Friday, November 27, 2009

Lou Pritchett is Scared

I received this one from my sister. She wrote:

You're so good at responding to these kinds of things, I thought I should send this one to you.
OK, the pressure is on.  Here is my attempt.

I. The message sent to me

----- Original Message -----
From: Neil
Sent: Monday, October 05, 2009 8:36 AM
Subject: FW: Please Read this Letter

By the way, I did check this out on Snopes and it is there.
Letter from Procter & Gamble Exec to Obama

Please read, even if you are an Obama fan.  It is legitimate,  written by respected, Lou Prichett, formerly of Proctor and Gamble.   Lou Pritchett is one of corporate America's true living legends- an acclaimed author, dynamic teacher and one of the world's  highest rated speakers. Successful corporate executives everywhere recognize him as the foremost leader in change management. Lou  changed the way America does business by creating an audacious concept that came to be known as "partnering." Pritchett rose from  soap salesman to Vice-President, Sales and Customer Development for  Procter and Gamble and over the course of 36 years, made corporate history.

Dear President Obama:

You are the thirteenth President under whom I have lived and unlike any of the others, you truly scare me.

You scare me because after months of exposure, I know nothing about you.

You scare me because I do not know how you paid for your expensive Ivy League education and your upscale lifestyle and housing with no visible signs of support.

You scare me because you did not spend the formative years of youth growing up in America and culturally you are not an American.

You scare me because you have never run a company or met a payroll.

You scare me because you have never had military experience, thus don't understand it at its core.

You scare me because you lack humility and 'class', always blaming others.

You scare me because for over half your life you have aligned yourself with radical extremists who hate America and you refuse to publicly denounce these radicals who wish to see America fail.

You scare me because you are a cheerleader for the 'blame America ' crowd and deliver this message abroad.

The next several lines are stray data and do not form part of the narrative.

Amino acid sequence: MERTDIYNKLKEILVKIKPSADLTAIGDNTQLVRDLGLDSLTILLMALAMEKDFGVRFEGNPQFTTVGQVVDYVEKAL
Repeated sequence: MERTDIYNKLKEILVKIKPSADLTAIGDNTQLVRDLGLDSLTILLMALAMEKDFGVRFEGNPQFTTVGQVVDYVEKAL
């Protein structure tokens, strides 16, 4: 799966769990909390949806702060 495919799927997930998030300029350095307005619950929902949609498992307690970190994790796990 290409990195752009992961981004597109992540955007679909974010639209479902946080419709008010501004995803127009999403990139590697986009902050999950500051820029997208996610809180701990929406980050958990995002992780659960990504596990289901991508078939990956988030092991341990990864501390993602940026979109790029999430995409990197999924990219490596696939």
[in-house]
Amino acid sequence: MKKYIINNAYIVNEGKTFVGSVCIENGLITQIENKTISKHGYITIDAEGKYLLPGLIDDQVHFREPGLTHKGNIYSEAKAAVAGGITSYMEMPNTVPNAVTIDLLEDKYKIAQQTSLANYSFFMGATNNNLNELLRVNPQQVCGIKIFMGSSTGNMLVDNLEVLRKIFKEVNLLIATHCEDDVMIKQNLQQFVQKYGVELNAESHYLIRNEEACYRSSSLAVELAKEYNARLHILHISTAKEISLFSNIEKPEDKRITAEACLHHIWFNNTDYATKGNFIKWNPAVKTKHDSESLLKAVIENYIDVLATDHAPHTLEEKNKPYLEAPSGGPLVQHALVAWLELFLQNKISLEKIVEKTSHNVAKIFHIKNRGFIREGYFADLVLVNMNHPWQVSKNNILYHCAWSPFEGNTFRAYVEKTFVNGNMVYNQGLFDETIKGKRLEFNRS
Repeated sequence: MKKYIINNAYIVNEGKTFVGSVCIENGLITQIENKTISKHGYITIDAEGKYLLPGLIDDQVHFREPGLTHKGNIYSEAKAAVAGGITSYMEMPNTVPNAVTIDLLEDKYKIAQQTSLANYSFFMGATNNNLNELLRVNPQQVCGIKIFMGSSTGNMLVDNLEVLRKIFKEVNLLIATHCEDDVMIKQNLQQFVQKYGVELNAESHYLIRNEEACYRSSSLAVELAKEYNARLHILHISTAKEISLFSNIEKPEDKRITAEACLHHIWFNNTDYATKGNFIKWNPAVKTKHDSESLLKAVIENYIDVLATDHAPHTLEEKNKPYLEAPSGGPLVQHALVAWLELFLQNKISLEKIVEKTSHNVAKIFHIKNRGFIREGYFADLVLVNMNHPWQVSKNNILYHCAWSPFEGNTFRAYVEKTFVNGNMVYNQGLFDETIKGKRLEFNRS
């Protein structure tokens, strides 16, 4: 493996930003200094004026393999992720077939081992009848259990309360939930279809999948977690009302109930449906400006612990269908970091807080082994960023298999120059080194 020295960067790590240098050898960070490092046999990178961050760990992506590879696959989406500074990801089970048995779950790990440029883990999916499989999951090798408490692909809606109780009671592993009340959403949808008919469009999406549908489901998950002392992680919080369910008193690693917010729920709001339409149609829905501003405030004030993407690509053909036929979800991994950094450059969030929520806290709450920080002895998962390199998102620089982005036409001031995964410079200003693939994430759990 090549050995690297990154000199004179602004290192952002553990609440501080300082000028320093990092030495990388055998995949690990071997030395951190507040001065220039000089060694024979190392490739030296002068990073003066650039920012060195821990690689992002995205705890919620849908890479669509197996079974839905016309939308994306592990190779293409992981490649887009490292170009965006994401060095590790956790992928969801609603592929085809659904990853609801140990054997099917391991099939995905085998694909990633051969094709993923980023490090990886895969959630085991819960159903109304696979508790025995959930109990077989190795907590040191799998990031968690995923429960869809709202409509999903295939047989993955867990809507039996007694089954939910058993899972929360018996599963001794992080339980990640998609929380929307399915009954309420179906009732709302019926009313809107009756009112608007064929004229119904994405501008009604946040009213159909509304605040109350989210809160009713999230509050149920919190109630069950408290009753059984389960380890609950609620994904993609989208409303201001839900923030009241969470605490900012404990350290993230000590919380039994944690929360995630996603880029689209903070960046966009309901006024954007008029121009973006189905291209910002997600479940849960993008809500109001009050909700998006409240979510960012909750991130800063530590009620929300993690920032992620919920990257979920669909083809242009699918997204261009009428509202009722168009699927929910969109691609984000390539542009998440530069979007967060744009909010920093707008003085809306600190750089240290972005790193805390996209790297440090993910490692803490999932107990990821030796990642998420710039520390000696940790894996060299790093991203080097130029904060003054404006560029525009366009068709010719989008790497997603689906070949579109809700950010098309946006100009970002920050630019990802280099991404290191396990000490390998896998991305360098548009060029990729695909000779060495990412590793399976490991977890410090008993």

You scare me because you want to change America to a European style country where the government sector dominates instead of  the private sector.

You scare me because you want to replace our health care system with a government controlled one.

You scare me because you prefer 'wind mills' to responsibly capitalizing on our own vast oil, coal and shale reserves.

You scare me because you want to kill the American capitalist goose that lays the golden egg which provides the highest  standard of living in the world.

You scare me because you have begun to use 'extortion' tactics against certain banks and corporations.

You scare me because your own political party shrinks from challenging you on your wild and irresponsible spending proposals.

You scare me because you will not openly listen to or even consider opposing points of view from intelligent people.

You scare me because you falsely believe that you are both omnipotent and omniscient.

You scare me because the media gives you a free pass on everything you do.

You scare me because you demonize and want to silence the Limbaughs, Hannitys, O'Relllys and Becks who offer opposing, conservative points of view.

You scare me because you prefer controlling over governing.

Finally, you scare me because if you serve a second term I will probably not feel safe in writing a similar letter in 8  years.

Lou Pritchett


This letter was sent to the NY Times but they never acknowledged  it. Big surprise!  Since it hit the internet, however, it  has had  over 500,000 hits.  Keep it going..  All that is necessary for evil  to succeed is that good men do nothing.  It's happening right now.

II. My Response
As usual, there are two approaches to responding to a screed such as this: item by item, or the argument in its entirety. The item by item approach has been done by a couple of other bloggers. This one is pretty good:  There is no particular reason for me to do another.

A side note on the internet conception of "truth" - the forwarder of this email says "this is true - see Snopes". What Snopes confirms is that yes, in fact a man named Lou Pritchett did write the original letter. That merely documents the attribution of the letter, not the truth of its contents. It's amazing how much stuff is believed true because "I read it on the Internet."